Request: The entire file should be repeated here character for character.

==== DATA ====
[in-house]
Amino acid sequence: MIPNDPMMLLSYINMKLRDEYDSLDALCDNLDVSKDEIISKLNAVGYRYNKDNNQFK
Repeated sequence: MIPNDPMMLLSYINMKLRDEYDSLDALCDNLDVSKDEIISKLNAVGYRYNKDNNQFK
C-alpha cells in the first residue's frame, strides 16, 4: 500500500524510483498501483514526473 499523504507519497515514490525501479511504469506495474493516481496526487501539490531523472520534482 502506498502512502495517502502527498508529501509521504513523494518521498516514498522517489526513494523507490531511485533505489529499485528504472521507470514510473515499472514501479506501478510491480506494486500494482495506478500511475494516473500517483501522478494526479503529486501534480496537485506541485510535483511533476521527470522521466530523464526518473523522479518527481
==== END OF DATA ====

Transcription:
[in-house]
Amino acid sequence: MIPNDPMMLLSYINMKLRDEYDSLDALCDNLDVSKDEIISKLNAVGYRYNKDNNQFK
Repeated sequence: MIPNDPMMLLSYINMKLRDEYDSLDALCDNLDVSKDEIISKLNAVGYRYNKDNNQFK
C-alpha cells in the first residue's frame, strides 16, 4: 500500500524510483498501483514526473 499523504507519497515514490525501479511504469506495474493516481496526487501539490531523472520534482 502506498502512502495517502502527498508529501509521504513523494518521498516514498522517489526513494523507490531511485533505489529499485528504472521507470514510473515499472514501479506501478510491480506494486500494482495506478500511475494516473500517483501522478494526479503529486501534480496537485506541485510535483511533476521527470522521466530523464526518473523522479518527481